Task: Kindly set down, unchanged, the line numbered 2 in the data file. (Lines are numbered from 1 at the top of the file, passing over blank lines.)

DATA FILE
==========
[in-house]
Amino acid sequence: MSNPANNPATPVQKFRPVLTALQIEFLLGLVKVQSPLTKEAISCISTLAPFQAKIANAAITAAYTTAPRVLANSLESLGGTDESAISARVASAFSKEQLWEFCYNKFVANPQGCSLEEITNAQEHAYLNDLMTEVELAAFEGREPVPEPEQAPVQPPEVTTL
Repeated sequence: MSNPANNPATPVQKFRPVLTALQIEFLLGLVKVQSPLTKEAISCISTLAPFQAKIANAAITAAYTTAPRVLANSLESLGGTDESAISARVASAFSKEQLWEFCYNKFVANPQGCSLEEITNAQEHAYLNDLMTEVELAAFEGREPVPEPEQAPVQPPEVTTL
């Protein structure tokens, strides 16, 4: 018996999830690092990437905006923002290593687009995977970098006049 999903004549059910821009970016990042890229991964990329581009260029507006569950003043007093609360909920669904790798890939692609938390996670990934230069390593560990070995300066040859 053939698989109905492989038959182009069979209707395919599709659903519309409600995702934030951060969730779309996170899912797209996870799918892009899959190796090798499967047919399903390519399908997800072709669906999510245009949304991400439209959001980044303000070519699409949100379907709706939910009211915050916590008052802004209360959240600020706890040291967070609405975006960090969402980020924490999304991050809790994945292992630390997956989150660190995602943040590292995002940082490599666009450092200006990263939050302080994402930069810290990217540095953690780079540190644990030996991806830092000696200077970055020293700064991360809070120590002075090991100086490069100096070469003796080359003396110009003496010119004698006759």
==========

Amino acid sequence: MSNPANNPATPVQKFRPVLTALQIEFLLGLVKVQSPLTKEAISCISTLAPFQAKIANAAITAAYTTAPRVLANSLESLGGTDESAISARVASAFSKEQLWEFCYNKFVANPQGCSLEEITNAQEHAYLNDLMTEVELAAFEGREPVPEPEQAPVQPPEVTTL